This project will address housing affordability, support entrepreneurship and small business, as well as attract and retain businesses. This project would also provide critical funding towards mixed-use developments with affordable housing and neighborhood-serving commercial components that will otherwise experience significant funding gaps. Disclosure letter: HERE

$461,197 Granted for Jubilee Kitchen Facility Expansion and Renovation Project. Jubilee Association, Inc. will renovate a homeless prevention program in a low-income community by expanding and renovating their current facility to address significant safety, accessibility, and space issues. This project will give the facility greater space to meet food, clothing, and counseling needs and improve facility safety to continue providing necessary services preventing homelessness and offering high-quality, affordable childcare for low-income families providing their children pathways to a brighter future. Disclosure letter: HERE

$450,000 Granted for Trade Institute of Pittsburgh’s Social Enterprise Program: This funding would be used for providing graduates of the Trade Institute of Pittsburgh’s 11-week masonry program for individuals facing barriers to employment with time-limited, paid work experience if they are not yet ready to enter the workforce at the end of the program. This will allow graduates to continue improving their skills to obtain gainful employment. Disclosure Letter: HERE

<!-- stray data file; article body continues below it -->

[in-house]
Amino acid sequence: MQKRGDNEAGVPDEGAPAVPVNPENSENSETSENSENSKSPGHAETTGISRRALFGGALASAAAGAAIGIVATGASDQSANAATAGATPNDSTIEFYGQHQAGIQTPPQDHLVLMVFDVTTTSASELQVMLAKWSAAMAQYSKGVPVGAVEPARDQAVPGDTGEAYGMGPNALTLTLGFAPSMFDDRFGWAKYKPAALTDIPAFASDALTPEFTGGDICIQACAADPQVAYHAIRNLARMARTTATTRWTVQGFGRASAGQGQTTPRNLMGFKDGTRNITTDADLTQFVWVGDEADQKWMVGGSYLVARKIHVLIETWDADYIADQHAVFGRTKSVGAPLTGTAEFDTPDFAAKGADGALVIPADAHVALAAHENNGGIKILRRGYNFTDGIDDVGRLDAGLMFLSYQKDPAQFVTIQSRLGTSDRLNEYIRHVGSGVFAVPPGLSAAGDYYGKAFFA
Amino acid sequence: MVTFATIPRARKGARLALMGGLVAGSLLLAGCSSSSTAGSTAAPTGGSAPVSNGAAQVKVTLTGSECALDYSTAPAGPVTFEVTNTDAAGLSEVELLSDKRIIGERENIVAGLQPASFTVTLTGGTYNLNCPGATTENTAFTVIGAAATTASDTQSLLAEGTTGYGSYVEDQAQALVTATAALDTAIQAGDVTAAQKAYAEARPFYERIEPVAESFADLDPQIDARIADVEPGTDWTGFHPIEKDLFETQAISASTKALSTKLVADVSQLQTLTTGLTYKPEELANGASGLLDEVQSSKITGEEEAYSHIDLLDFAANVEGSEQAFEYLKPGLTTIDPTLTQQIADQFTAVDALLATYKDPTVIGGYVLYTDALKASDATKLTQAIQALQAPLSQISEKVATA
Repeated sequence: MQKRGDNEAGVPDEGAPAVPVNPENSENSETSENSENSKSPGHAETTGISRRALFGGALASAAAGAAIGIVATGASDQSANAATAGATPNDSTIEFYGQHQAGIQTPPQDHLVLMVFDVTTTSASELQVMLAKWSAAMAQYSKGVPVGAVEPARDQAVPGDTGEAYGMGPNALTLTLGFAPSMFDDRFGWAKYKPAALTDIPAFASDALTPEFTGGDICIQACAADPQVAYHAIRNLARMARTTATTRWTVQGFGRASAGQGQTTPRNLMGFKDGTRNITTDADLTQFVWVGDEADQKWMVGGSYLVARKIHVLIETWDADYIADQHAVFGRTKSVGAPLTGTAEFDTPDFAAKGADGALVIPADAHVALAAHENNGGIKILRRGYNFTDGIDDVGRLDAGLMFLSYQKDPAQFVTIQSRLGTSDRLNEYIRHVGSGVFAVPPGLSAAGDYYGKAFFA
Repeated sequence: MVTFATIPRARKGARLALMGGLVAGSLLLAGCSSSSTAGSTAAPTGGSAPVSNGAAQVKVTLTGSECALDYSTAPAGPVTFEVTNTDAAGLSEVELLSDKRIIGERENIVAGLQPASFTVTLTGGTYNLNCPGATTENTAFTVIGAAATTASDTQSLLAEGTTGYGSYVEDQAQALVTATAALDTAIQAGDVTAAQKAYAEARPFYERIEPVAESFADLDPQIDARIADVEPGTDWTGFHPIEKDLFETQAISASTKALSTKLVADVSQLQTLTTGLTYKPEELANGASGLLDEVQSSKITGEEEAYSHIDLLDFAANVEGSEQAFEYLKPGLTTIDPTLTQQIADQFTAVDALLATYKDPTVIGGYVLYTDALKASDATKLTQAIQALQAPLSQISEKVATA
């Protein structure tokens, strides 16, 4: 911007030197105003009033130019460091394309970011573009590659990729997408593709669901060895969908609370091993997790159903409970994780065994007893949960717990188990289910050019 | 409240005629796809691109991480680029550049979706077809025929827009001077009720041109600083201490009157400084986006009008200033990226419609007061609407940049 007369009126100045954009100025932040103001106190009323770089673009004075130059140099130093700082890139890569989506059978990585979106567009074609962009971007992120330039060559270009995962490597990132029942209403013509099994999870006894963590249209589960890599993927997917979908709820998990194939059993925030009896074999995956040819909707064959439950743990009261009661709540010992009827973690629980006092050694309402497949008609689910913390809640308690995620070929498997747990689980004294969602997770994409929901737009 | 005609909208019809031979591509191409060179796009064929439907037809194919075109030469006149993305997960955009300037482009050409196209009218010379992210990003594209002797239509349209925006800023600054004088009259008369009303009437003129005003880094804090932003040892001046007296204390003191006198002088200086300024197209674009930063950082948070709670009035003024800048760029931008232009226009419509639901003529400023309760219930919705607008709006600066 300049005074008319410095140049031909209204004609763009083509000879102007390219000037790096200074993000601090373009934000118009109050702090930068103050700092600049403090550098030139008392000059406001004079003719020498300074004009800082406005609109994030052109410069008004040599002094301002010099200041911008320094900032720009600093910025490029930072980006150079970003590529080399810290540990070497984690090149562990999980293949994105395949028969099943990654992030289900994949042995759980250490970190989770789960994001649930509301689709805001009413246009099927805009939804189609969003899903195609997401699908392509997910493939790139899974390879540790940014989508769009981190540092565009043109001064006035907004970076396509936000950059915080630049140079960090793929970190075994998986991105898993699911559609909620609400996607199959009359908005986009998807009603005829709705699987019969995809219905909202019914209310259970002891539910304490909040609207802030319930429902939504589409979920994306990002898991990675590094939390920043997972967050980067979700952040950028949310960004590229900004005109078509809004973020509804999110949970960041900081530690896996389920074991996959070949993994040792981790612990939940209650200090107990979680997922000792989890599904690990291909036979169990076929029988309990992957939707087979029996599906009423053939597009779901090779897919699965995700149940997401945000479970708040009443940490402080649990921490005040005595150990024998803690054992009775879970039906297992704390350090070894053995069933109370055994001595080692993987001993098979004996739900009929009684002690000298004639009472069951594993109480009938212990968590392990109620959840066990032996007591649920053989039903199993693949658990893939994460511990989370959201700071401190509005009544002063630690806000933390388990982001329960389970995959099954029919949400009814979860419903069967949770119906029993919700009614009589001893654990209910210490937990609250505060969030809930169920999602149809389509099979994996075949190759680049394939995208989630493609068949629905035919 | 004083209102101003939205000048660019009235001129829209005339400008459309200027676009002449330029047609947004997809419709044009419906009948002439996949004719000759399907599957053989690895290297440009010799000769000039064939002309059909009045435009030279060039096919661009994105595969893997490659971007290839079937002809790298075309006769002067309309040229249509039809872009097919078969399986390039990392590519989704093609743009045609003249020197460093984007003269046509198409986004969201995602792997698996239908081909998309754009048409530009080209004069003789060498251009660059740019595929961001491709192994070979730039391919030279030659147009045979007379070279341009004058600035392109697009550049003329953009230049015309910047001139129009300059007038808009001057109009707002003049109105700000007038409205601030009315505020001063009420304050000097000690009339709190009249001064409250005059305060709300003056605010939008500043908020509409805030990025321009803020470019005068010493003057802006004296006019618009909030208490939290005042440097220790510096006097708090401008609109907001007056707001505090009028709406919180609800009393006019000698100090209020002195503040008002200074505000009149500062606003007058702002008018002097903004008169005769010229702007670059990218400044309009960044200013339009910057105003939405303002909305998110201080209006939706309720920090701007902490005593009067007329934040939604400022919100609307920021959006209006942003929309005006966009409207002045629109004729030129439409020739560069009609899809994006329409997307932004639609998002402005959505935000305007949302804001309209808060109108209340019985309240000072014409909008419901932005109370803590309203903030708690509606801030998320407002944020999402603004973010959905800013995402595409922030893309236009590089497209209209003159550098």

$963,000 Granted For City of Pittsburgh Criminal Justice Diversion Program: The City of Pittsburgh seeks funding to support its Criminal Justice Diversion Program, also known as Law Enforcement Assisted Diversion (LEAD), which is a program situated within the Office of Community Health and Safety. The LEAD initiative for the City of Pittsburgh will provide people with substance use disorder and mental and behavioral health challenges with person-centered social services and intense case management. This initiative will help relieve police of a role they feel unsuited for and permit them to focus on violent crime, by preventing unnecessary, and harmful criminal-legal system engagement and instead will promote and support individual agency, particularly in communities of color. Disclosure letter: HERE